She's created the annual GiftTalk development newsletter for Lawrence & Memorial Hospital and done PR work for the Mystic Art Association and the Connecticut Sports Foundation. Last year, Akins oversaw an oral health campaign for the state's Department of Public Health.

The campaign was geared toward promoting dental visits for children by age 1. A poster in Akins' office shows a smiling mom and her son, with text written in both English and Spanish.

The marketing and design firm is again paired with the state this year to educate the public on the H1N1 virus. Last month, Akins shot a television ad with Gov. M. Jodi Rell and an actress from the Eugene O'Neill Theatre that shows infected residents how to cough into their sleeves. The ad also encourages them to wash their hands frequently and stay home if they are sick.

"For the most part, I have the freedom to do what I want. I get to work with creative people. I'm not the best at being creative, but I'm a real good manager, so this is a good place for me," Akins says.

Along with being close to her daughter during her school years, running her own business has also given Akins the opportunity to serve on numerous boards, committees and commissions. In 1987, the first year that women were allowed, she joined the Rotary Club of New London, District 7980. She put the decision off for three months, however, because she wanted to be sure it was the right move.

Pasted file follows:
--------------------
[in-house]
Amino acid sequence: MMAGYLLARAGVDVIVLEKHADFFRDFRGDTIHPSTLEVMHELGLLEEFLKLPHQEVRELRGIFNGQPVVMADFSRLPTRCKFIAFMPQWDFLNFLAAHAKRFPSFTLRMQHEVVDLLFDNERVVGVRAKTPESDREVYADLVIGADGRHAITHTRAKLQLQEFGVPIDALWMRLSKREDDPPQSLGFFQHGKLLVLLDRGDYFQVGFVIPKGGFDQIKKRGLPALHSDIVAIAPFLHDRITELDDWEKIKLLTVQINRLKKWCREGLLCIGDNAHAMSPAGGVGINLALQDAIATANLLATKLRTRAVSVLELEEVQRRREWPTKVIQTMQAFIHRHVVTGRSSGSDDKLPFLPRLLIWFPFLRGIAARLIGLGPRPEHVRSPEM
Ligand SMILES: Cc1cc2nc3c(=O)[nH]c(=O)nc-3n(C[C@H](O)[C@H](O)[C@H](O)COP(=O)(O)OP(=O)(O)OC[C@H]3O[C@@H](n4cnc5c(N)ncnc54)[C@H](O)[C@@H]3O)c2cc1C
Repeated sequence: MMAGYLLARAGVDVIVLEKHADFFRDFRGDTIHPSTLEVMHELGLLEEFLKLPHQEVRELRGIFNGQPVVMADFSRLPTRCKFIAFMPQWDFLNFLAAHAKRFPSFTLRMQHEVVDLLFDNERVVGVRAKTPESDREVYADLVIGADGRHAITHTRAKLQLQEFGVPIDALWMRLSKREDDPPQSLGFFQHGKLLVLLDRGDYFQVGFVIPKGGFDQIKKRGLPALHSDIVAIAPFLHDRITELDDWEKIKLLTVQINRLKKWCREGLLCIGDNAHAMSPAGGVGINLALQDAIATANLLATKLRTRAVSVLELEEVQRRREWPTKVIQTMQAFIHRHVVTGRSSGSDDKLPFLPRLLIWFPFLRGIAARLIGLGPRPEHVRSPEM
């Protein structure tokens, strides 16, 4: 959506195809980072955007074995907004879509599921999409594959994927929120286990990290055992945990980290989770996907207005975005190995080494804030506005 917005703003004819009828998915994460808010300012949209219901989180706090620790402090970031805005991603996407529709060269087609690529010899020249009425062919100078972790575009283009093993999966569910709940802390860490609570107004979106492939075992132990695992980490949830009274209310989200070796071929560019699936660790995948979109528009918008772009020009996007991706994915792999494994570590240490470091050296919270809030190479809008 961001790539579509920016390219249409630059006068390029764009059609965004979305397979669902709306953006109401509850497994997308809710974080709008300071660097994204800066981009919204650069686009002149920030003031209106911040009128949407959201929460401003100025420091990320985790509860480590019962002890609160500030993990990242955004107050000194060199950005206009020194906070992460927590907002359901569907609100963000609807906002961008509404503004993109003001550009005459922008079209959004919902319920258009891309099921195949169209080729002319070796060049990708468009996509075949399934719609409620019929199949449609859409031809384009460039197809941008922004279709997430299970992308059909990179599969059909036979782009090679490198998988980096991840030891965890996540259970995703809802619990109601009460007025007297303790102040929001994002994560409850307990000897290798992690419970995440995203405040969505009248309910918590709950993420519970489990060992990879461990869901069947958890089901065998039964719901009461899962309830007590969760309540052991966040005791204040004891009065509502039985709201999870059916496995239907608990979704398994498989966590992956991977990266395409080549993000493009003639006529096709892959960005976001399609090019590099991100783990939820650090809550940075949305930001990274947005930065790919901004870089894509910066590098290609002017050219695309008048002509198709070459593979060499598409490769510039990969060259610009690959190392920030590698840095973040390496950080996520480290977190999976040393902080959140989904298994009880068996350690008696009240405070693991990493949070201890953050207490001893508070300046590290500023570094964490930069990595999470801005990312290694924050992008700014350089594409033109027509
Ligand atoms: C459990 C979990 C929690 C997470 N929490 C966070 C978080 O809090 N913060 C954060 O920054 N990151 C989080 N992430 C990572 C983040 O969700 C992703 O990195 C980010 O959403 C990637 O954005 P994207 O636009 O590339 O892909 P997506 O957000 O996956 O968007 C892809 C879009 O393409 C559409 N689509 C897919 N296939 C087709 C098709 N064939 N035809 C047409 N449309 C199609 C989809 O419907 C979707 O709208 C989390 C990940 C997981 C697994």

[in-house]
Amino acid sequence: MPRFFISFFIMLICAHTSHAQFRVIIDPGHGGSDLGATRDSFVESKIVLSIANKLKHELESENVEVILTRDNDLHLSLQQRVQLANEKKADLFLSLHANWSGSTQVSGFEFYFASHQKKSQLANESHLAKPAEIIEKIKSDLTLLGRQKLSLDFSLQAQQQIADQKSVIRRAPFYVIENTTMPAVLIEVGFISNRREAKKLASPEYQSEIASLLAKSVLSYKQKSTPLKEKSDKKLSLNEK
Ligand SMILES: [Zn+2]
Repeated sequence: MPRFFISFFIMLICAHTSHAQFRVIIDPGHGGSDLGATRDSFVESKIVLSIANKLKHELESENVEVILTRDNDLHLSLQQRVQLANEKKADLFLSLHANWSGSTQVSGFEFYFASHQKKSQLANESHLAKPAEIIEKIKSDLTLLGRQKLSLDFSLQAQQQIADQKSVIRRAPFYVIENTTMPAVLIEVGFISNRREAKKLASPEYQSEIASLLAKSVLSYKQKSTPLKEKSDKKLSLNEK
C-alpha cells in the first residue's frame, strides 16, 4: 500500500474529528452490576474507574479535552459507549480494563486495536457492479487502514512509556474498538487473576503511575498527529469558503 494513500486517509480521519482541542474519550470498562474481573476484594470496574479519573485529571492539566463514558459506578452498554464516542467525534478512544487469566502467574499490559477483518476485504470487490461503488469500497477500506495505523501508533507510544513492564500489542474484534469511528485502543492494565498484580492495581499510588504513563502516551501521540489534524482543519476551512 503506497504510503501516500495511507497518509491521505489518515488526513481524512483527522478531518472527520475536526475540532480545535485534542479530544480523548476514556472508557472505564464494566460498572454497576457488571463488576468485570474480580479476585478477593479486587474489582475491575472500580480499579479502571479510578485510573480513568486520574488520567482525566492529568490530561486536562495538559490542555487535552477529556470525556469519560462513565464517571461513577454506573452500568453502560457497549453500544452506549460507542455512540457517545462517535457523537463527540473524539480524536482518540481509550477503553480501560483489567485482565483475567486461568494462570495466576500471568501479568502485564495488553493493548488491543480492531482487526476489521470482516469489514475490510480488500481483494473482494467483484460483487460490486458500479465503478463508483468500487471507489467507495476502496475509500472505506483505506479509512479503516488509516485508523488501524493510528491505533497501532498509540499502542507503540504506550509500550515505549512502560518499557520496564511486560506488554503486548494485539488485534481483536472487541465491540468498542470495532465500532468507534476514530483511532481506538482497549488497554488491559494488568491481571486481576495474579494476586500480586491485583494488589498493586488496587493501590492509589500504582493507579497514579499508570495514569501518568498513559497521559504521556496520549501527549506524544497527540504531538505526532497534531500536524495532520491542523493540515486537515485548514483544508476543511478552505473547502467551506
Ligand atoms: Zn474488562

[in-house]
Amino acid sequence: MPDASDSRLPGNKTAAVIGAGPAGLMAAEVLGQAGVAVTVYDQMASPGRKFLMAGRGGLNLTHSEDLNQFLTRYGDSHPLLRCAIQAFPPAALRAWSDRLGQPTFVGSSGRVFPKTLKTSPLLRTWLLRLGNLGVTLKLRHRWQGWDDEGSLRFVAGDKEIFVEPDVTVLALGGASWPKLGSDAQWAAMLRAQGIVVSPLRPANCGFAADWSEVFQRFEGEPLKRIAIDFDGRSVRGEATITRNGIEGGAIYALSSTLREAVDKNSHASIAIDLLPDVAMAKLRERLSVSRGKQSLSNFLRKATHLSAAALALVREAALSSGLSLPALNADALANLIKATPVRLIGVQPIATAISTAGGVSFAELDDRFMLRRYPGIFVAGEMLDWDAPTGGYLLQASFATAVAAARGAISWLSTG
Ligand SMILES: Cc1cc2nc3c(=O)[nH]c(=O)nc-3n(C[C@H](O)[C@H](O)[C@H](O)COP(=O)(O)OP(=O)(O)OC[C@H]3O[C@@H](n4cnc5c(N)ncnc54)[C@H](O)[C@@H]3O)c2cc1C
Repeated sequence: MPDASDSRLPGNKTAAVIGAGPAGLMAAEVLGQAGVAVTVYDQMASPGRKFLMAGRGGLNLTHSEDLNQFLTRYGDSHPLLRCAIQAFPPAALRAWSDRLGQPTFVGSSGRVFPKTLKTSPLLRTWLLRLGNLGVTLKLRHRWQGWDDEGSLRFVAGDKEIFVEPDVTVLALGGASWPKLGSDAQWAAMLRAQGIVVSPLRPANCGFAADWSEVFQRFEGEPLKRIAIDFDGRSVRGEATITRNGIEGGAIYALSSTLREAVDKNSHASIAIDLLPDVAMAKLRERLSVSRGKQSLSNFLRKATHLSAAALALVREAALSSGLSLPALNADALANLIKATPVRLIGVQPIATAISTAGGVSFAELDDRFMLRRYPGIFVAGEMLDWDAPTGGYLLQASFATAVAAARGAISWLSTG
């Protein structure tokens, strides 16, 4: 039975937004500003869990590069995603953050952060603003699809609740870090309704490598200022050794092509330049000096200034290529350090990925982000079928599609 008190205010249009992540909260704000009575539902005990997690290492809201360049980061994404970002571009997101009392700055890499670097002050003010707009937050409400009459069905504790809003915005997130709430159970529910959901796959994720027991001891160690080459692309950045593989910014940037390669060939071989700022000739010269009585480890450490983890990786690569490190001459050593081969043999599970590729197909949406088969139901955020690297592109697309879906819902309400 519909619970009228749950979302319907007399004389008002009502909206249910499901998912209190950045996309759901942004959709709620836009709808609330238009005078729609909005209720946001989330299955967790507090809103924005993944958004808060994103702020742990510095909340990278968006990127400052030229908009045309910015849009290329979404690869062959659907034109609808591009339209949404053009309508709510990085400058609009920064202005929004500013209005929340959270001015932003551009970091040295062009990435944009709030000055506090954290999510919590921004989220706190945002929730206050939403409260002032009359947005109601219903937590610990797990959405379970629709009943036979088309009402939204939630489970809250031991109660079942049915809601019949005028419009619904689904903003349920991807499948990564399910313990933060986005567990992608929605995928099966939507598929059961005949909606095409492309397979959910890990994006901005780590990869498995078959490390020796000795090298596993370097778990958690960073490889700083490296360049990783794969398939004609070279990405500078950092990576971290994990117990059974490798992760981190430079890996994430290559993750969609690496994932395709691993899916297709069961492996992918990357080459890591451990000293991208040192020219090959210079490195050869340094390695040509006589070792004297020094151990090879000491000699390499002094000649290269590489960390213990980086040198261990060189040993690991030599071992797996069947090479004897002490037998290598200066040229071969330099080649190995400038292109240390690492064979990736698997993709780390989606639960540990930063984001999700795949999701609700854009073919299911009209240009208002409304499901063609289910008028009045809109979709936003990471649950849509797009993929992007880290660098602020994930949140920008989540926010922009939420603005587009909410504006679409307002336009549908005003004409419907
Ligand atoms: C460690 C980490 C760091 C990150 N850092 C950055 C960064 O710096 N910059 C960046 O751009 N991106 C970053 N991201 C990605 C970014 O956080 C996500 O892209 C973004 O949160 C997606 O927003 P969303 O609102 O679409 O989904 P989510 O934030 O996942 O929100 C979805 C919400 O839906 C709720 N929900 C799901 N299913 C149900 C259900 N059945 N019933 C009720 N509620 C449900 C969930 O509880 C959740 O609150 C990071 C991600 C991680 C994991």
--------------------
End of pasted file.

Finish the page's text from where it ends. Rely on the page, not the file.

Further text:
"I kept a low profile at first," she says.

But that didn't last long.

In 1996 she served as club president. During her tenure, the club won the District International Service Award and twice won the district's Charles W. Pettengill Award.

She decided to run for the district's Centennial Governor during Rotary's 100year anniversary.

"I put my name in once before and I wasn't selected, and that was fine. But for the centennial I wanted to be in a position where I could market the organization," she says. "So when I interviewed in the 2004-2005 calendar year, I told them what I could bring to the table."

As Centennial Governor, Akins visited all 63 clubs in the district. During the centennial year, every club -- there are 31,000 in 169 countries -- had to complete a project in their region. The local Rotary's choice was the playground at Toby May Field.

At the same time, she also encouraged the "Centennial Twin Clubs," an initiative that required a national club to pair with an international club. She promoted The Rotary Foundation, the gift-giving arm of the club, and also international service, which raised $30,000 for tsunami relief.

She now serves as District Foundation Chairman.

Some Rotary members may initially join the club to forge business contacts, but the majority stay on because of their commitment to hunger, literacy and healthcare, says Akins, all issues that affect our neighbors.

"The humanitarian nature is not only felt in the local community, but worldwide," she explains. "That's why I got involved; that's why I stay involved."


54 Fremont St., New London, CT